This article is part of our Hackers Museum guest posts series by @the_psychobilly, where we review the foundations of the hacker culture.
- HACKERS MUSEUM PART #1: A SHORT INTERNET HISTORY
- HACKERS MUSEUM PART #2: CYBERPUNKS
- HACKERS MUSEUM PART #3: CAN I HAZ BBS?
In this episode we’ll focus on the origin of the most ubiquitous and successful OS in the entire computing history. We all use linux or Unix-powered machines like MacBooks, for it leading inter-compatibility, design simplicity ( everything is a file ), powerful network stack, without thinking much of its origin. It became the biggest open-source project of all time by the number of people and code base commits. Free Unix OS almost have decimated commercial operating systems, forcing them to open more and more. Unix avatars and branches are numerous and prosperous – Let me introduce you to the family.
The Grand Father: Multics.
The only two Universities owning an IBM 7094 mainframe in 1962 were the MIT and the University of Michigan. Both Mainframes were donations from IBM. Those machines costed around 2.9M 1960 USD$, equivalent to 25M$ in 2021. Having a chance to code on such machines implied you physically hit the Tech Square. Those mainframes and the global marketing power of IBM killed BULL, a french company, and their GAMMA60 mainframes. Those GAMMA60 were the most advanced computer of their time. In 1957 they were the first multitask computers. Like often, unlighted corporate decisions lead to historical size consequences. This had an important repercussion on the creation of Unix Father: Multics. Bull advanced technology had been acquired by General Electrics in 1963. This allowed for the development of their GE-645 Multics multitask mainframe.
Early IBM 7094 systems were only able to slurp strips of perforated paper coding assembly instructions ( FMS ). Each instruction sequence formed a batch and were of linear execution just like circuit network, and spit another strip as output.
CTSS, MAD and time-sharing systems.
The concept of time-sharing OS appeared in 1961 with the CTSS OS. It’s revolutionnary root concepts appears rather commonplace nowadays: a background process lives to keep track of program interruption and resume tasks, thus allowing to share a computer execution time between multiple users – or multitasking. CTSS introduced the BREAK instruction and execution hold.
CTSS also offered each user a dedicated system file storage, processes and execution compartmentalization, and finally a terminal access from 1963 on. CTSS built the bases of the multi-user paradigm and logic.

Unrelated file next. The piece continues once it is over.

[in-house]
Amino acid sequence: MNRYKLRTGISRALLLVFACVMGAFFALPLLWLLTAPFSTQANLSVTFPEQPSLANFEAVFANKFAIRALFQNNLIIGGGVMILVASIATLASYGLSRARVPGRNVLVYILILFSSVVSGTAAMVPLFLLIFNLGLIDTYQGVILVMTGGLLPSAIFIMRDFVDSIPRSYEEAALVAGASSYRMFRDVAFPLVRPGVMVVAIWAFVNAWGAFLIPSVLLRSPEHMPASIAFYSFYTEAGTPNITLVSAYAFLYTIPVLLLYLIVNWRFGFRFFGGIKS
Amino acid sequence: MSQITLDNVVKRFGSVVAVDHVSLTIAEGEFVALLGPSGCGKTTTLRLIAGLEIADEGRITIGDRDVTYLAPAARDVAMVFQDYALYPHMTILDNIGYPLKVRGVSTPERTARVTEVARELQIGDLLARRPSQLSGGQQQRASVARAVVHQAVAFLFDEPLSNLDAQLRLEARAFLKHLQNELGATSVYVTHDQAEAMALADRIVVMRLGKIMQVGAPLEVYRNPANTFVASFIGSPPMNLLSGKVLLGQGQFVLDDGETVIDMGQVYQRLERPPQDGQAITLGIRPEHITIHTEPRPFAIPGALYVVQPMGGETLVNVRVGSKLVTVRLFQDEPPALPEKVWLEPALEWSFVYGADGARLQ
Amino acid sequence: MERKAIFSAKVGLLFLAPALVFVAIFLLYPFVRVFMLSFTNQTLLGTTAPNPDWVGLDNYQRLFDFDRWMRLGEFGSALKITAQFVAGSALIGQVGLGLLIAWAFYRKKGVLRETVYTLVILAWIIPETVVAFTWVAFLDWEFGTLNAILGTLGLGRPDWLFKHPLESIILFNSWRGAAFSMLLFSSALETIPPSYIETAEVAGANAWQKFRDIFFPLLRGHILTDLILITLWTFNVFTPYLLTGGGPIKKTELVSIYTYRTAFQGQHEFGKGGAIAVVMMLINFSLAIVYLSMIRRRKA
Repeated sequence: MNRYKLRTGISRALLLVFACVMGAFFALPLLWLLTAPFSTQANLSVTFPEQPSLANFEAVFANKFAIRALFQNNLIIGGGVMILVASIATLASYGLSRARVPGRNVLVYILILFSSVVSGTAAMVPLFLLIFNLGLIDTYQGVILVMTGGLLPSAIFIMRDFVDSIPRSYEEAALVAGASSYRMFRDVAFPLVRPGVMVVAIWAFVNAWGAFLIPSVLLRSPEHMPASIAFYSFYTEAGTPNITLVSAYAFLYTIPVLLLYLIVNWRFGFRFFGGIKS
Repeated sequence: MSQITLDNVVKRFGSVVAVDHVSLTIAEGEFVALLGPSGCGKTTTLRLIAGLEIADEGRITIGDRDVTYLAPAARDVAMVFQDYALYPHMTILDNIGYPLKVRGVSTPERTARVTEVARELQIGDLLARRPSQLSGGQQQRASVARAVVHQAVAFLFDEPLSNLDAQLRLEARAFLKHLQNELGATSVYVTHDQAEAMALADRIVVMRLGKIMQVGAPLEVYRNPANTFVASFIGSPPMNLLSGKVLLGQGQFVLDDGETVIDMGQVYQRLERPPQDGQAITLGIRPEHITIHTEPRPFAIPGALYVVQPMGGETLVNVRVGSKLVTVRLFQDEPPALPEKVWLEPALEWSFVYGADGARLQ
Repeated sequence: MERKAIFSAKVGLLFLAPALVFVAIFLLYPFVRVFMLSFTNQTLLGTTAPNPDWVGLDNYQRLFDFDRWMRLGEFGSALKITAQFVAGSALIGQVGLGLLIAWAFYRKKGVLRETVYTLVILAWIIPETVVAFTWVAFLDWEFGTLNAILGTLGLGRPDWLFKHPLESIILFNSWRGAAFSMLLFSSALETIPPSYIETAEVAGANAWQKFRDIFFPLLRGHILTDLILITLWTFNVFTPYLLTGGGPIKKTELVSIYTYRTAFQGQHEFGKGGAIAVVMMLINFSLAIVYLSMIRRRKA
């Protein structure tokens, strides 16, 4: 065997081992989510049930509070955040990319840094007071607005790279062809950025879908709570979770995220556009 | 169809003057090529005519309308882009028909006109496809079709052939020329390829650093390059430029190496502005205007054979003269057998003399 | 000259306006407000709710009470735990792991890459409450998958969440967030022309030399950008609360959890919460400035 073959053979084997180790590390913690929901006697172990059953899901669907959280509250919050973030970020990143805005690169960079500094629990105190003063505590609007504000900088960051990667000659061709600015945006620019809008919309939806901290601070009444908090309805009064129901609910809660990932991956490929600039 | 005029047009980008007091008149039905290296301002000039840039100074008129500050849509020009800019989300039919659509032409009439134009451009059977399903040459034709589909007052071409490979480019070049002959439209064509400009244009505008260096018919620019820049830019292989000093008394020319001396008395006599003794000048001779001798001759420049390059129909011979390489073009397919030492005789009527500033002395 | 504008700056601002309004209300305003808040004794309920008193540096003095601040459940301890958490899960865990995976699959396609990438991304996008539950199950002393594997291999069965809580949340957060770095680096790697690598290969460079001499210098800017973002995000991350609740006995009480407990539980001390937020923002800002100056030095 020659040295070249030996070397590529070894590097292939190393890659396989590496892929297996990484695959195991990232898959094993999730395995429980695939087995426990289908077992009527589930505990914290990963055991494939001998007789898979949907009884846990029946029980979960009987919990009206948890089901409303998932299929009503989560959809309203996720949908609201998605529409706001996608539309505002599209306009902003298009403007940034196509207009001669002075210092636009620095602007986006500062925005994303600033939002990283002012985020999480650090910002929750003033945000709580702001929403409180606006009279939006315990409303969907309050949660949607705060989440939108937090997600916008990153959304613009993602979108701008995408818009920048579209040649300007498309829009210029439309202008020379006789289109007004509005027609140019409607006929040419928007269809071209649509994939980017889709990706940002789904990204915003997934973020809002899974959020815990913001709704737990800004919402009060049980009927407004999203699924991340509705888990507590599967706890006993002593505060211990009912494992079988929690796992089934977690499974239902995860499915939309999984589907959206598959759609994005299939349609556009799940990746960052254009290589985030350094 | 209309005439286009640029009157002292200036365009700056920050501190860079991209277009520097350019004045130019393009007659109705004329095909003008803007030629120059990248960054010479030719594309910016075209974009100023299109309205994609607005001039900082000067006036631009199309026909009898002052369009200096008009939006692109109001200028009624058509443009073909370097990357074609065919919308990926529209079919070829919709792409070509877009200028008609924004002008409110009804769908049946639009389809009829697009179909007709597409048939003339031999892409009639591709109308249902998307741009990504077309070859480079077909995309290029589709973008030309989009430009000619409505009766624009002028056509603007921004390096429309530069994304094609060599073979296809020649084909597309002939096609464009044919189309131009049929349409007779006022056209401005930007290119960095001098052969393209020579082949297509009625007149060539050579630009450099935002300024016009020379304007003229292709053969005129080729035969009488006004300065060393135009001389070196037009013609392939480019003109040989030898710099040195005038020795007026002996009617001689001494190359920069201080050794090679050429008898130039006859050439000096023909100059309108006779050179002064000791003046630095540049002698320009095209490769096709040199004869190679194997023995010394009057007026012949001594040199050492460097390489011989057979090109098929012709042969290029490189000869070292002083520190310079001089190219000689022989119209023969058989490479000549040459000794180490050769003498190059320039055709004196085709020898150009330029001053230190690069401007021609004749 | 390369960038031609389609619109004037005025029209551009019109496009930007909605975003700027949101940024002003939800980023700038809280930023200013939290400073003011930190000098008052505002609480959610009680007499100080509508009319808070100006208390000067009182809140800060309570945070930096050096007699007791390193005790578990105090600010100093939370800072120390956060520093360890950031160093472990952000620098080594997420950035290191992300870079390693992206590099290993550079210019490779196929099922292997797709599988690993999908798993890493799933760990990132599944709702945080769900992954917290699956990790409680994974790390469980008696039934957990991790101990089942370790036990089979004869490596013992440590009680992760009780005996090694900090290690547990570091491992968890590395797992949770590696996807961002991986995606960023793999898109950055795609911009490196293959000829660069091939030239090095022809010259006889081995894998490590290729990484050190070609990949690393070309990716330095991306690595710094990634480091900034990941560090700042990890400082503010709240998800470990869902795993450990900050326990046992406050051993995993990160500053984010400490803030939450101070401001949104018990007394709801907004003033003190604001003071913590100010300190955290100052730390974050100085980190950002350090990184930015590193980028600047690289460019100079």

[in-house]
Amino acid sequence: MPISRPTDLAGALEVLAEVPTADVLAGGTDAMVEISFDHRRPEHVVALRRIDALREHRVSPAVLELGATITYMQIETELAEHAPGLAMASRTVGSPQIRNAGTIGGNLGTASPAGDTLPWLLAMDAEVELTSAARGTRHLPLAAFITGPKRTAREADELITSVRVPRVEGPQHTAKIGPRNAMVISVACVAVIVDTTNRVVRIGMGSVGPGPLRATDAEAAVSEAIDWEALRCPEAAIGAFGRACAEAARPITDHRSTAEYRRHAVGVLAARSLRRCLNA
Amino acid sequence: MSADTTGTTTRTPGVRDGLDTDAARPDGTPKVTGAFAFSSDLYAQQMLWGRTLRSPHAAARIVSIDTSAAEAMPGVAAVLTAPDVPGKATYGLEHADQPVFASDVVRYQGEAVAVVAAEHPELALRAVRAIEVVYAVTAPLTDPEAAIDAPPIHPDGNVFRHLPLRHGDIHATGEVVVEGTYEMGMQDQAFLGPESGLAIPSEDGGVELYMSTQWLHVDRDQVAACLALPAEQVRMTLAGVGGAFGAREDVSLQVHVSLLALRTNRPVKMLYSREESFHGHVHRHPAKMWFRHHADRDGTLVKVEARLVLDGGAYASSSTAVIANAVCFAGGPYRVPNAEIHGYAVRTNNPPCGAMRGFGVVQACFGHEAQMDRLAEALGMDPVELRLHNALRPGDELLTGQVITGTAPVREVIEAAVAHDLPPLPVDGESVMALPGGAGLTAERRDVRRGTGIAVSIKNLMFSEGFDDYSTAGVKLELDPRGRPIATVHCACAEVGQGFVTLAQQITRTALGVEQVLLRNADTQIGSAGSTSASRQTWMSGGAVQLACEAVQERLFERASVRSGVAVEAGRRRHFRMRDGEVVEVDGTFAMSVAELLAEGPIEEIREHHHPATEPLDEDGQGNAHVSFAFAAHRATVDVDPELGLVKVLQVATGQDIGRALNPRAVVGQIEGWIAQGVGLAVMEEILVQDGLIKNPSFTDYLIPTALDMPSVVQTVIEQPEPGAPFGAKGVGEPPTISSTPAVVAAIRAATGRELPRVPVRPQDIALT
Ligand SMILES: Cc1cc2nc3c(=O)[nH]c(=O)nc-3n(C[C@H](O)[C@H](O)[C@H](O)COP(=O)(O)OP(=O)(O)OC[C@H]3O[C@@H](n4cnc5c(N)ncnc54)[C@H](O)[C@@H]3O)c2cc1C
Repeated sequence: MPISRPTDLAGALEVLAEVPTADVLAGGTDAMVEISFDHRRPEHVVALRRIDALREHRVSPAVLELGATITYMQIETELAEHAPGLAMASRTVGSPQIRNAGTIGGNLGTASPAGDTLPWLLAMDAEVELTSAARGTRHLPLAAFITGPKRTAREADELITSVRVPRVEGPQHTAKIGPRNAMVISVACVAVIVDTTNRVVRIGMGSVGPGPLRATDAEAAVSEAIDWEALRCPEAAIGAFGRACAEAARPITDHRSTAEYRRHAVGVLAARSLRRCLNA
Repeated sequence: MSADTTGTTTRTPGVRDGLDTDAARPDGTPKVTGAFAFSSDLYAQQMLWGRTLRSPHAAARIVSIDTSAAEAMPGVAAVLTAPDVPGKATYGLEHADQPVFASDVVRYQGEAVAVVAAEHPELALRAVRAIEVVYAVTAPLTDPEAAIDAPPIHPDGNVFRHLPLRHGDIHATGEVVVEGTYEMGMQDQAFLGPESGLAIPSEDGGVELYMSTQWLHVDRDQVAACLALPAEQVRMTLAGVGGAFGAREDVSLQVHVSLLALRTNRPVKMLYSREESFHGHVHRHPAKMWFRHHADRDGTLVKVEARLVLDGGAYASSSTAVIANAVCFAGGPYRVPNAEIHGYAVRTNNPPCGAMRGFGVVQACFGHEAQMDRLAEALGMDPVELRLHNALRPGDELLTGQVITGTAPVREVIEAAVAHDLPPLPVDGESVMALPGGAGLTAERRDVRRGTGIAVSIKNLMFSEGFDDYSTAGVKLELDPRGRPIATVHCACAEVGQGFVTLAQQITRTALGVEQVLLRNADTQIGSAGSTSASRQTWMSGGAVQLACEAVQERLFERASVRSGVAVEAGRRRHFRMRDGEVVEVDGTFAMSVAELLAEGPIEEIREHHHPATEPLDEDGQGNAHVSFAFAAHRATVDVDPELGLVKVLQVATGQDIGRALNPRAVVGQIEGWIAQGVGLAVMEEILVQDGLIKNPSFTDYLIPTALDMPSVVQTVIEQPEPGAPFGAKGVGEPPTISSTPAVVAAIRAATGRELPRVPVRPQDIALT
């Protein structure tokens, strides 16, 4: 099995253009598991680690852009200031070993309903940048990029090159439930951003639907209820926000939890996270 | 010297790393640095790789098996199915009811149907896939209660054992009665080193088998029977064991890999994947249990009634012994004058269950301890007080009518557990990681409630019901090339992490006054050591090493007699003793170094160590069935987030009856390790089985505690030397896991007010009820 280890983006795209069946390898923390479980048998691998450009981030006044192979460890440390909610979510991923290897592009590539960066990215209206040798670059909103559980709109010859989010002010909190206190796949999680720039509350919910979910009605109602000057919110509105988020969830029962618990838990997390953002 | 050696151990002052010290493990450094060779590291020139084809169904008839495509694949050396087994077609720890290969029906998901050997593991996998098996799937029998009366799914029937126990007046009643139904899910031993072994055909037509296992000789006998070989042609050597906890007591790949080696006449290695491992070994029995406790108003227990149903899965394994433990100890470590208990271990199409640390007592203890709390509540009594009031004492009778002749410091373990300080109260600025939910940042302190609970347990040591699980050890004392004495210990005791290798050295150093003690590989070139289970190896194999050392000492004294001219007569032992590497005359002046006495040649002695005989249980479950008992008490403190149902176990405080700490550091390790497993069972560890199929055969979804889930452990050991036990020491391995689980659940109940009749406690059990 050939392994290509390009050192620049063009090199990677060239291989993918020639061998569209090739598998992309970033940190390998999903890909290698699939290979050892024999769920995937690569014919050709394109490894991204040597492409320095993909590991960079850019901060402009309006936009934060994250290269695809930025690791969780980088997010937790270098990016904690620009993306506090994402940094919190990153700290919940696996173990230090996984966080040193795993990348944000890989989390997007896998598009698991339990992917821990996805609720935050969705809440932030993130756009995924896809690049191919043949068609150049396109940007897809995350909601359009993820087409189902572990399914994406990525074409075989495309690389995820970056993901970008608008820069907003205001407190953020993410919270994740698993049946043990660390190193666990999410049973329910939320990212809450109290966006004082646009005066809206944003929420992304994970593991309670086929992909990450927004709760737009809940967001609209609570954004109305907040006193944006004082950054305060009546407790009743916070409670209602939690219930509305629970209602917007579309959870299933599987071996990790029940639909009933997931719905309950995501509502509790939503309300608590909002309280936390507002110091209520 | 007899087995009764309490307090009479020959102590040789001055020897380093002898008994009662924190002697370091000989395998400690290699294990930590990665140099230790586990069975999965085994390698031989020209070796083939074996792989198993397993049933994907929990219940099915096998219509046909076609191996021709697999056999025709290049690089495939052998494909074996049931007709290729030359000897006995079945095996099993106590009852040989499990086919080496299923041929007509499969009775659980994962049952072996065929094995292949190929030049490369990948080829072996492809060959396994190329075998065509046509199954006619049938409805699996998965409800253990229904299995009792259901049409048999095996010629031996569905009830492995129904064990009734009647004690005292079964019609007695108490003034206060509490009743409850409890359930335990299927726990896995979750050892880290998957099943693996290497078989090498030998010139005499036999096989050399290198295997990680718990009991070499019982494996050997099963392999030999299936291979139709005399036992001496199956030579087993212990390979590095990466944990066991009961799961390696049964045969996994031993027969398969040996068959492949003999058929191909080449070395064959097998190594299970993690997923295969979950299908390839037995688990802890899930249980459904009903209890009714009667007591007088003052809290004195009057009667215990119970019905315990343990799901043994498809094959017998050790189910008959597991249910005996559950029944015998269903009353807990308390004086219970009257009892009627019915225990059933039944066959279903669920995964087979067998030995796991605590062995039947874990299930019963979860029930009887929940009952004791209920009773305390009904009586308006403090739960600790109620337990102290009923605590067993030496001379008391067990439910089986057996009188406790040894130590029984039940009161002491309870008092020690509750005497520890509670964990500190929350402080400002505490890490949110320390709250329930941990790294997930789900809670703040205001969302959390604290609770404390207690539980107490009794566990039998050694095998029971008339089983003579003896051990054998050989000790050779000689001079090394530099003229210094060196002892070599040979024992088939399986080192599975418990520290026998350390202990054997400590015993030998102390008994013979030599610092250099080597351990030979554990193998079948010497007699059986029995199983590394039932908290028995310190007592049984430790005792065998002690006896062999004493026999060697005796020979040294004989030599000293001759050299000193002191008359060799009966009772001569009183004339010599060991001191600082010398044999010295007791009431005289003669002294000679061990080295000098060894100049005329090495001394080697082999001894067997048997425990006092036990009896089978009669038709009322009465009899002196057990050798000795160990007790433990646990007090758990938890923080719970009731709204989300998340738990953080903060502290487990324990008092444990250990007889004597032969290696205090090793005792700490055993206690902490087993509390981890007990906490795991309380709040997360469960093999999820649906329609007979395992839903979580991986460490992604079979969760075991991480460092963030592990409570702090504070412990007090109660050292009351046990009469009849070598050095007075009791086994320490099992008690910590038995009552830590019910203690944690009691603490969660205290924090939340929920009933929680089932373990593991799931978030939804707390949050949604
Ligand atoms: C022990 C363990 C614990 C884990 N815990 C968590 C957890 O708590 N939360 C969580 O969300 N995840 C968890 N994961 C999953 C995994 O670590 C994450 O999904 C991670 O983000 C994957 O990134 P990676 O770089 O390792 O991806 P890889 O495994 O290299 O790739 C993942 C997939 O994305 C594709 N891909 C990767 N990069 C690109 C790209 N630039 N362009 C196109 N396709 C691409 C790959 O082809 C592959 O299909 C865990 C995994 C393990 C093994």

You MAD, bro?
MAD, or Michigan Algorithm Decoder language was a FORTRAN evolution. FORTRAN was one of the first interpreted language. MAD was running on the 7094. Why you MAD, bro? would you ask. Well because when the compilation failed it returned the face of Mad Magazine comic book’s mascot Alfred E. Neuman. Pretty wild.
RUNCOMS AKA the SHELL
In 1963, user terminals appeared. Typing the same batch of commands was tedious and repetitive. If you read our HACKERS MUSEUM #1, you may know of Louis Pouzin as the inventor of the datagram, but in 1963 he was facing a terminal at the MIT and thought users needed a command interpreter. He used MAD to create RUNCOMS, the first command-line interpreter. Simple commands were calling complex combinations of batch scripts wrapped inside subroutines.
That was comparable to the relation an interpreted language instructions has with assembler, just on a higher level and inside a terminal command line. He just invented the shell! He then went back to France to boot up the internet foundations and Glenda Schroeder implemented RUNCOMS inside the Multics OS
Multics is what’s closest to Unix and drawn the bases principles of it. The project started in 1965 as a joint by MIT, Project MAC, Bell Labs, and GE. Multics concept was to provide interactive access to multiple remote terminal users on a single computer. It introduced a tree-structured reliable file system, peripheral devices access to the OS, a complete set of shell commands, segmented users and memory, high-level language implementation and symmetric multiprocessing. The GE-645 was the first Multics-native computer, its use went widespread in the 70s, notably in Universities, military systems and car manufacturers until 1985 when Honeywell and AT&T corps dropped the project (another unlighted corporate decision). Others projects had known the same faith in that era.